5 Dividend Growth Stocks-Prices Say I Was Wrong–Fundamentals Say I Was Right: Which Do You Believe?
5 Dividend Growth Stocks
In February of this year, I posted a subscriber request video titled: “5 Premier Dividend Growth Stocks With A Margin Of Safety.” Since that time each of their stock price has fallen as follows: 3M down 15%, Altria down 12%, Omicron down 14%, T. Rowe Price down 30%, and UGI down 9%. Consequently, I received a comment suggesting if I could learn, or if he could learn, from my mistakes by revisiting the stocks.
First of all, I really do not consider any of the dividend growth stocks a long-term mistake. Furthermore, I will fully acknowledge that I have no idea where stock prices will go in the short run. But more importantly, I want to emphatically state that investors would be naïve if they believed anyone – yours truly or otherwise – could forecast short-term stock prices. It is impossible to do except by chance or luck.
On the other hand, it is possible to forecast fundamentals within a reasonable range of accuracy. Not perfectly, because the only thing certain about the future is uncertainty. However, you do not have to be precisely right, only generally correct to successfully invest. This is especially true if you are a long-term oriented income investor and is focused on the dividend and its ability to persist and grow. Fundamentals are simply much more predictable than irrational emotionally-driven short-term price action.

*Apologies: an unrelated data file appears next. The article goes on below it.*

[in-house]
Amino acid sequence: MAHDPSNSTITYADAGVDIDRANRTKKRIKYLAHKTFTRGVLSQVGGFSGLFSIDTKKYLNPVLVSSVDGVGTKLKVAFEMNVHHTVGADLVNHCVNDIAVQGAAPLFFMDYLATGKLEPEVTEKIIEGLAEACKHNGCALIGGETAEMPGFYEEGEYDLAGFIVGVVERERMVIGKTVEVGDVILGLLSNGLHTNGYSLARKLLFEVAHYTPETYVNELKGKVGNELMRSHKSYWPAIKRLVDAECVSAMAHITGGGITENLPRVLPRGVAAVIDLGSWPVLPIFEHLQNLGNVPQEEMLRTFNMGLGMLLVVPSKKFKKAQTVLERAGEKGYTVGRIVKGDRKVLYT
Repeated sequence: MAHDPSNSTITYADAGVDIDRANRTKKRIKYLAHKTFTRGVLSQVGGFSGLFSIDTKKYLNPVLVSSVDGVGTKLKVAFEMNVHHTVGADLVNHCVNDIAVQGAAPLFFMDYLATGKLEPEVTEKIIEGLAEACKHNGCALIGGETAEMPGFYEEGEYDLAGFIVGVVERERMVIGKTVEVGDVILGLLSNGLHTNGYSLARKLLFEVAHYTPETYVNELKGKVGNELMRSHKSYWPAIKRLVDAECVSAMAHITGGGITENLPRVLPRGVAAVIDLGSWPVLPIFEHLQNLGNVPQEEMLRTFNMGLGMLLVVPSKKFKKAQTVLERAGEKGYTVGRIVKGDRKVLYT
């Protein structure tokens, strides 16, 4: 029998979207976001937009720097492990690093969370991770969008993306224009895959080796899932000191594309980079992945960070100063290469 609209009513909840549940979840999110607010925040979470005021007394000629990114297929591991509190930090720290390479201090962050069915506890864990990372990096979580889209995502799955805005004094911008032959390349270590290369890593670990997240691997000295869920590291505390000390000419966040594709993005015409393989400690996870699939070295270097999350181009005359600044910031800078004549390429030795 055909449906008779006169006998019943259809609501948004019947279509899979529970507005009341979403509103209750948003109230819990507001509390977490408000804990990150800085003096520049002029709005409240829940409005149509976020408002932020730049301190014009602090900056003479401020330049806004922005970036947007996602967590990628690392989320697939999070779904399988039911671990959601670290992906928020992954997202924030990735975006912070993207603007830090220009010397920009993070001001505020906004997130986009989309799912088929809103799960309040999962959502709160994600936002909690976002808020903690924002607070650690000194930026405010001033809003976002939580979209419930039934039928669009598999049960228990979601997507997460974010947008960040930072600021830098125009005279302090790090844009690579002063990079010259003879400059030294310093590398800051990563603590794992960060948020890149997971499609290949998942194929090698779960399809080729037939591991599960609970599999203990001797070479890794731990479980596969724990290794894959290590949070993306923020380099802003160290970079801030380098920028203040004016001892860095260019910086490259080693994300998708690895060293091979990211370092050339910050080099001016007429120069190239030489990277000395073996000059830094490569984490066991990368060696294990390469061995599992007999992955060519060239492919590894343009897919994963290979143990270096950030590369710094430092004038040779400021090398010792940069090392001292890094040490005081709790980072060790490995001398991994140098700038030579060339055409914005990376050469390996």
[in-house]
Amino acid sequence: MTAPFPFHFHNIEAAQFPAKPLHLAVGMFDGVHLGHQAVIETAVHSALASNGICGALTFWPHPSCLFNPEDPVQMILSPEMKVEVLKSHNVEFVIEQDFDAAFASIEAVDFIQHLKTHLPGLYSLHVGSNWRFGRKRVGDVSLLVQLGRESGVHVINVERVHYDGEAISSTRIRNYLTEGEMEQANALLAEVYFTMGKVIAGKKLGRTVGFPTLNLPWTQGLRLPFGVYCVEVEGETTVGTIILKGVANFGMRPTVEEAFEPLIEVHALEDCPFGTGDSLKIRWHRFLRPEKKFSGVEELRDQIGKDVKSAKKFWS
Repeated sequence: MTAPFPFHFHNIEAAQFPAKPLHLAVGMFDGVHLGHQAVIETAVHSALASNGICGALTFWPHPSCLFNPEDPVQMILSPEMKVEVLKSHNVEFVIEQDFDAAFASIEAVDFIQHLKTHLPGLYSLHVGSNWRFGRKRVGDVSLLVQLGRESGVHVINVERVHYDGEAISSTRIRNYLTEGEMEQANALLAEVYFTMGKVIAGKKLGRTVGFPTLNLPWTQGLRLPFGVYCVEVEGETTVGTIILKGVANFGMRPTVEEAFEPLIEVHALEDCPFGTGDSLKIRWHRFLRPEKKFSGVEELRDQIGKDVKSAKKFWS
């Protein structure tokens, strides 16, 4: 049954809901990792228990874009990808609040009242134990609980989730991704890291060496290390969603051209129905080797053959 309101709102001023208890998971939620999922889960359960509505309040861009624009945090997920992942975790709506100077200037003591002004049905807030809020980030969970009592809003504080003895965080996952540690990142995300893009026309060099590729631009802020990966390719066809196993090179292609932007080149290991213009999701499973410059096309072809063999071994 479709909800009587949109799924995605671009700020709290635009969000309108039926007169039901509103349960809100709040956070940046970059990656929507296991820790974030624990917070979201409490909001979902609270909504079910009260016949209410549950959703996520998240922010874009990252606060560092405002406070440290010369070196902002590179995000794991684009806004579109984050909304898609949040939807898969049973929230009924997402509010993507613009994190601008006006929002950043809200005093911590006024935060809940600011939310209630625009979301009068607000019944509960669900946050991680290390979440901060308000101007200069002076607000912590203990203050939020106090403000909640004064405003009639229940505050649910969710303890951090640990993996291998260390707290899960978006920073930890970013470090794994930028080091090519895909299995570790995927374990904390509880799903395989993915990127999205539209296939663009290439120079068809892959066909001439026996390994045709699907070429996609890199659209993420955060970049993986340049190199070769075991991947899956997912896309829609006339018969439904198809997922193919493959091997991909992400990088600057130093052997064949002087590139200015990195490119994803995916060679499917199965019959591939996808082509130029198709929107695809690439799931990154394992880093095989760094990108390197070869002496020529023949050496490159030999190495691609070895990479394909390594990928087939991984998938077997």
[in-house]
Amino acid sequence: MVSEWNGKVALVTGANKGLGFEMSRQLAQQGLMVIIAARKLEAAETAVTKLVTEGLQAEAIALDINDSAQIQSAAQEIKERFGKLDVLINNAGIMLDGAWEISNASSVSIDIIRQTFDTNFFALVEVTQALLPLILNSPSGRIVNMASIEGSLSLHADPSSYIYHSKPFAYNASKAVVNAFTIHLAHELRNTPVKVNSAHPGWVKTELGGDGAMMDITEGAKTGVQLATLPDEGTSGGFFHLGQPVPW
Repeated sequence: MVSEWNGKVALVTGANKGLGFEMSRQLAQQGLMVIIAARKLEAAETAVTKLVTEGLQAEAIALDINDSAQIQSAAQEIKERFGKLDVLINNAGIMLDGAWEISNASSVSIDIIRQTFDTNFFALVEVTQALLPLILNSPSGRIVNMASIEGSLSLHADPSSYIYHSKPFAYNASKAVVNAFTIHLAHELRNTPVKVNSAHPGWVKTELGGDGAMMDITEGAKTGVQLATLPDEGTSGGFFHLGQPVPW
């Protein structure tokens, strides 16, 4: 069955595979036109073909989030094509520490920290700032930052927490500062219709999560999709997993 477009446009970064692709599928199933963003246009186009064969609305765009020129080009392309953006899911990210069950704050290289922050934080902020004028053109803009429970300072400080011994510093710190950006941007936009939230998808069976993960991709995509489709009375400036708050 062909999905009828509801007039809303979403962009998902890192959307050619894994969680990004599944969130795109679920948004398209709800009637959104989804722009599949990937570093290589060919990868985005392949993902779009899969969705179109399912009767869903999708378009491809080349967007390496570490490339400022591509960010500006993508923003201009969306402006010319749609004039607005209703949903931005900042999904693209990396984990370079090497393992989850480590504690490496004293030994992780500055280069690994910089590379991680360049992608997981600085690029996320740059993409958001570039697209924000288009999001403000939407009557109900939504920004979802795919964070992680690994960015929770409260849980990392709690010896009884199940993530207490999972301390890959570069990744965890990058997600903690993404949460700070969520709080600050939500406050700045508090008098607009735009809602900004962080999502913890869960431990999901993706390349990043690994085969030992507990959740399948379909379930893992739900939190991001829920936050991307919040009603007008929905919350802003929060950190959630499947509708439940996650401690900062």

The five dividend growth stocks I will be covering in this video are 3M (MMM), Altria Group (MO), Omnicom Group (OMC), T Rowe Price (TROW), UGI Corp (UGI).
At the end of the day, the most important knowledge the value investor can possess is a reasonable assessment of the value of their investments. Therefore, price anomalies, large or small, will not deter them from experiencing long-term success and accomplishment of their investing goals. Fundamentals matter, and they matter a lot. Stock prices, in the short run, not so much. It takes time for a business to increase its value. Most importantly only by investing in a stock when it is in value or better yet undervalued can you expect to participate in all that the business generates on shareholders’ behalf.